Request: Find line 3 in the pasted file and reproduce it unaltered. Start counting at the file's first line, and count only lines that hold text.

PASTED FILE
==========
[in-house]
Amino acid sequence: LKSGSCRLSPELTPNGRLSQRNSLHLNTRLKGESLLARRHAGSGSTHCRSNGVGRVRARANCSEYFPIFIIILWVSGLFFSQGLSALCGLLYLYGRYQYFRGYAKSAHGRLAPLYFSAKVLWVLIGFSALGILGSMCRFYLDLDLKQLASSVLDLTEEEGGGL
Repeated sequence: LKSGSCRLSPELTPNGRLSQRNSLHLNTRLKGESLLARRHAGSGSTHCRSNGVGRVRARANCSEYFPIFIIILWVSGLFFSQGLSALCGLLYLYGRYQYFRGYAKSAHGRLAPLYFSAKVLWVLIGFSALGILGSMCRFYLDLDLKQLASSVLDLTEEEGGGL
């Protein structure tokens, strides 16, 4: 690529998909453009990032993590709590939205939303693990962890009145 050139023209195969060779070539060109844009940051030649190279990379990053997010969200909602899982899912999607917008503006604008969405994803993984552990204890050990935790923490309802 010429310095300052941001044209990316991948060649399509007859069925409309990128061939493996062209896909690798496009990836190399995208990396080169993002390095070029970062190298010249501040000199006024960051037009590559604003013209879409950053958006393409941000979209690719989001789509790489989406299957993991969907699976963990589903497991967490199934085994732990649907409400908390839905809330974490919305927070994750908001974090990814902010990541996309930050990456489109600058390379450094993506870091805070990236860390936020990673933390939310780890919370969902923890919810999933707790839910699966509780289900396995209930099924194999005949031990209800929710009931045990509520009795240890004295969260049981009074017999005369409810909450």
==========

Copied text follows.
Repeated sequence: LKSGSCRLSPELTPNGRLSQRNSLHLNTRLKGESLLARRHAGSGSTHCRSNGVGRVRARANCSEYFPIFIIILWVSGLFFSQGLSALCGLLYLYGRYQYFRGYAKSAHGRLAPLYFSAKVLWVLIGFSALGILGSMCRFYLDLDLKQLASSVLDLTEEEGGGL